3. Simple answer is to go back to what we had before where everyone had been a cyclist before ever getting a chance to drive a car so had a great understanding of the vulnerability and needs of the cyclists.

    When I was at my most enthusiastic as a cyclist there was always room for cars to pass but the road system has hardly changed except to reduce the possible passing places with millions of miles of paint lines and the numbers of cars has more than doubled with so many motorists believing that it is their right to drive over or through cyclists without any care or attention.

    There will probably be cyclists long after the cars have stopped running and all rusted away...

  4. There certainly are impatient car drivers (and other drivers too) who treat cyclists with an irritated contempt. But nowadays many 'cyclists' are also 'motorists' and on different occasions wear both hats; so they should be fully aware of the problems each may have with the other. Well, I would personally claim to be a driver who understands what suffering a motorist's impatience feels like, or what a near miss does to your day.

    But even if every motorist's road behaviour were the acme of courtesy, or every road vehicle had radar and computerised safety systems that would ensure that all vehicles gave each other a wide berth, the fact remains that two-wheeled bikes are unstable and terribly vulnerable, and should not be on the same road as much larger, faster, heavier and harder moving objects that can crush and kill if accidental contact is made. Radar and clever electronics cannot save a cyclist who suddenly swerves or falls into the path of a vehicle. Just like a car driver, a cyclist can be riding when ill, or drunk, or on medication, or when distracted by worries, or confused about the route, or near exhaustion on a hot day - any of which could make them behave erratically, with of course no onboard computer to correct a momentary slip.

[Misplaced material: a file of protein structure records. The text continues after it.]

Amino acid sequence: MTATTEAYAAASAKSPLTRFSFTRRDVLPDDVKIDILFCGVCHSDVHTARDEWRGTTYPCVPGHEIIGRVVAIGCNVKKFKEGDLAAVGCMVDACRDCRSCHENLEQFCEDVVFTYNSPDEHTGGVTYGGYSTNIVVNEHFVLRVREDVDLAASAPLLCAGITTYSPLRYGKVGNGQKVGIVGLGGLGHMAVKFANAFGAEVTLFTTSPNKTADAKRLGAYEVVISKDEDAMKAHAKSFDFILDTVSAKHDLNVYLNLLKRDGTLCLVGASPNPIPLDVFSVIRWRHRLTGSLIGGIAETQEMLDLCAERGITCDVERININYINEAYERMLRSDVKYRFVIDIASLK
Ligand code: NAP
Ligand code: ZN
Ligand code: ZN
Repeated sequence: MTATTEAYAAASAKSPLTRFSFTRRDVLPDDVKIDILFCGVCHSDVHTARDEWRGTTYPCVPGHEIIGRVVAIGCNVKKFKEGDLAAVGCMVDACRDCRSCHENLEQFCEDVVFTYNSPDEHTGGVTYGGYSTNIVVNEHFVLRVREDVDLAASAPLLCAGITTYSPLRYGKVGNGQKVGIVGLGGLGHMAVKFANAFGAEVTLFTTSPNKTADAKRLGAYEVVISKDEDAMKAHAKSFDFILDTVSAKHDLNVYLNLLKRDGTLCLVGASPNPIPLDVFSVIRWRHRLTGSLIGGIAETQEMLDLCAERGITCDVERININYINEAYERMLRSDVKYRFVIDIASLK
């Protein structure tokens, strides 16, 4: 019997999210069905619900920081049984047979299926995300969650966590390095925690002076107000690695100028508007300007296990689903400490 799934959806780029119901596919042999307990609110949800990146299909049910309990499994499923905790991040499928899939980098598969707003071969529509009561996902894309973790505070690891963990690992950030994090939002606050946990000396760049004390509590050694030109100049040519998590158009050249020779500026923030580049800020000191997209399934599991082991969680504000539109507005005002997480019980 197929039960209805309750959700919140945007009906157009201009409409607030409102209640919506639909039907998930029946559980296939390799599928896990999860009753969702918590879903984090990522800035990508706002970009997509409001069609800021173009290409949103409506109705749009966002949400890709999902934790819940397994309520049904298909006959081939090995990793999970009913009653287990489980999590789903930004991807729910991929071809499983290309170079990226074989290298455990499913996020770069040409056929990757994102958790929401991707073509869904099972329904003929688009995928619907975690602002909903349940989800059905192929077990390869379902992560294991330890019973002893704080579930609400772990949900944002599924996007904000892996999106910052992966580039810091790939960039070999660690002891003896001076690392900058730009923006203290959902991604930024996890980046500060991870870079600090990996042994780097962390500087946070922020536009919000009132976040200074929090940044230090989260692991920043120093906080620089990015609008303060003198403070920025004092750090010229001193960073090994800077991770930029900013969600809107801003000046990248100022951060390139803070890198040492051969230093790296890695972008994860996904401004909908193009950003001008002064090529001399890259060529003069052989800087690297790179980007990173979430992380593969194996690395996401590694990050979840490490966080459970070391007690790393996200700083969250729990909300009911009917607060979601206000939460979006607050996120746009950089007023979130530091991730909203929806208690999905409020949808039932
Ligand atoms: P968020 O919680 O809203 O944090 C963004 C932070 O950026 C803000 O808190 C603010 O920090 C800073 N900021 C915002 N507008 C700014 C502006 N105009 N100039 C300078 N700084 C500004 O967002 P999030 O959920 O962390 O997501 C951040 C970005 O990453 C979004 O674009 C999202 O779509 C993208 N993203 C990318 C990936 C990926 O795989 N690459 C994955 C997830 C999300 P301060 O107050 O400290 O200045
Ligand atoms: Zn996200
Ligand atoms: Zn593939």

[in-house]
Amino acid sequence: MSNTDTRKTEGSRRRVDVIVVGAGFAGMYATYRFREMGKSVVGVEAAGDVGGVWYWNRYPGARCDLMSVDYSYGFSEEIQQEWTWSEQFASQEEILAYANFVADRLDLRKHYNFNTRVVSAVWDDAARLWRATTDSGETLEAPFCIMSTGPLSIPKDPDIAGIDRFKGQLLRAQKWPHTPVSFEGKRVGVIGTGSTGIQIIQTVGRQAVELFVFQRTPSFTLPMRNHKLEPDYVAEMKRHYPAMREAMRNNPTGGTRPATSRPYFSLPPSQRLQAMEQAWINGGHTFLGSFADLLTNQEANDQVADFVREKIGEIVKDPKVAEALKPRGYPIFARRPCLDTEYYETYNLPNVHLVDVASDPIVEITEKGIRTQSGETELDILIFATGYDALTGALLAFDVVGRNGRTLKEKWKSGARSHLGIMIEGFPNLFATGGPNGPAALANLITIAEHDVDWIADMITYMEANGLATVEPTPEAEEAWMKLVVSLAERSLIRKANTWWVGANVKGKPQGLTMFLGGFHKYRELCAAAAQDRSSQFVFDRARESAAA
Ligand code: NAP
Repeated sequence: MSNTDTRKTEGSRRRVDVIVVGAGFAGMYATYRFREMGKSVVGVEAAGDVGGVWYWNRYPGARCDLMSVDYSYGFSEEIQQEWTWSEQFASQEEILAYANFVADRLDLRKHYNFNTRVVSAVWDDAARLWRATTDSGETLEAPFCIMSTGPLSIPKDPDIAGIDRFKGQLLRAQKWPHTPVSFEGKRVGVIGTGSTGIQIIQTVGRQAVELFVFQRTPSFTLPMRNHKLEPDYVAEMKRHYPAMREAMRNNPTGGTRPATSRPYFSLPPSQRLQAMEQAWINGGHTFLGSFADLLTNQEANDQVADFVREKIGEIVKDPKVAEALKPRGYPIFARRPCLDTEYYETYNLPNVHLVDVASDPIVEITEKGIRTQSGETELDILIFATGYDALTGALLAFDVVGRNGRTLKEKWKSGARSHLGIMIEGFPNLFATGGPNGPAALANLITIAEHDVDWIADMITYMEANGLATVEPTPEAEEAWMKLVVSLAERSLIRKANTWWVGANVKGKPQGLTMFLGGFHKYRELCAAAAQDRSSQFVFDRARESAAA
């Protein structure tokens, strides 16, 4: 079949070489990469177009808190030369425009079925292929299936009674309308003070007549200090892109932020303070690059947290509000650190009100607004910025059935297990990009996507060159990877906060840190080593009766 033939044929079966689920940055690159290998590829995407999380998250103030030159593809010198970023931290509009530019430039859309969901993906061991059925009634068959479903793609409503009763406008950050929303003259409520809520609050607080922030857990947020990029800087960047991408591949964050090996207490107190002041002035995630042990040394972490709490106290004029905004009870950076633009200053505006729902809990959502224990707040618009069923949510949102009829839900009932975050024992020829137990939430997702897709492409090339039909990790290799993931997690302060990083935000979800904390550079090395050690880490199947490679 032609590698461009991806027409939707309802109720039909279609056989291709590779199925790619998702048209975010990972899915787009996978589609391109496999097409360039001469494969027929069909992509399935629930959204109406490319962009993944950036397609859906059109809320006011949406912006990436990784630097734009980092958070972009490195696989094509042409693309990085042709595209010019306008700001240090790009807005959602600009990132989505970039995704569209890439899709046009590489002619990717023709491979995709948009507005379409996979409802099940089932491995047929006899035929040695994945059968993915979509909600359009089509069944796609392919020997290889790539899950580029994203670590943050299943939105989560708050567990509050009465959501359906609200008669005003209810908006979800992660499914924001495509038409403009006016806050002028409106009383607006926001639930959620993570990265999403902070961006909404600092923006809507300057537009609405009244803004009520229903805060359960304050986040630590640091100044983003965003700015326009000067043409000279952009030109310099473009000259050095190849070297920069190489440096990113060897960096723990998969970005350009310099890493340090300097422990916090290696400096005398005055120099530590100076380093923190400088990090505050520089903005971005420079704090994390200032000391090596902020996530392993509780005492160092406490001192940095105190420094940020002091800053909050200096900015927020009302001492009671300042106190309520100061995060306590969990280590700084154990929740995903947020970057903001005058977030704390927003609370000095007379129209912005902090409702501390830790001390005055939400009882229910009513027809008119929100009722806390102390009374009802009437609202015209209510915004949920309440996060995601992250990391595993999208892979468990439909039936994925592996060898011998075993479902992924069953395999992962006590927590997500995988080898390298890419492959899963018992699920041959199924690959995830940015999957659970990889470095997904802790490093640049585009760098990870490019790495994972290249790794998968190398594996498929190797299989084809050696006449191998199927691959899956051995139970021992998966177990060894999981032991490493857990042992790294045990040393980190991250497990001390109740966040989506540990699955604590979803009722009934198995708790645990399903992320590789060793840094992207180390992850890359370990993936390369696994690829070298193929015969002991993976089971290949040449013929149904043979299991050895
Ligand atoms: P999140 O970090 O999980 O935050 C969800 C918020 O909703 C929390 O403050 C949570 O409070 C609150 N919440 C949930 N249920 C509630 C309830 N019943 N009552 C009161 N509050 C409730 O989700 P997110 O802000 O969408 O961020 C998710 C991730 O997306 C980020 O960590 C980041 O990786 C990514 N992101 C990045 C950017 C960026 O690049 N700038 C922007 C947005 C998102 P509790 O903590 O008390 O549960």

Imagine a cycle way alongside a busy railway line, with no fence in between. The tightly-controlled train absolutely could not deviate from its course, nor behave in a maverick fashion. But cyclists could (and occasionally would) end up riding too close to the track, and placing themselves in dire danger. In other words, human error or carelessness will always tend to place cyclists in danger of having a fatal accident, whatever the mix of travel modes.

    Cyclists need their own dedicated cycleways, free of any intersections with other types of roadway, so that their safety really can be assured. And until then, it seems to me madness to ride a bike in places where one must share road space with other traffic.

    Nor should cyclists usurp pedestrians' walking spaces. A fast-moving bike can seriously injure anyone who can't move out of the way in time. I will be highly annoyed if some idiot rams into me outside a shop and leaves me with disfiguring or disabling injuries. And we are all pedestrians, every one of us, at some point.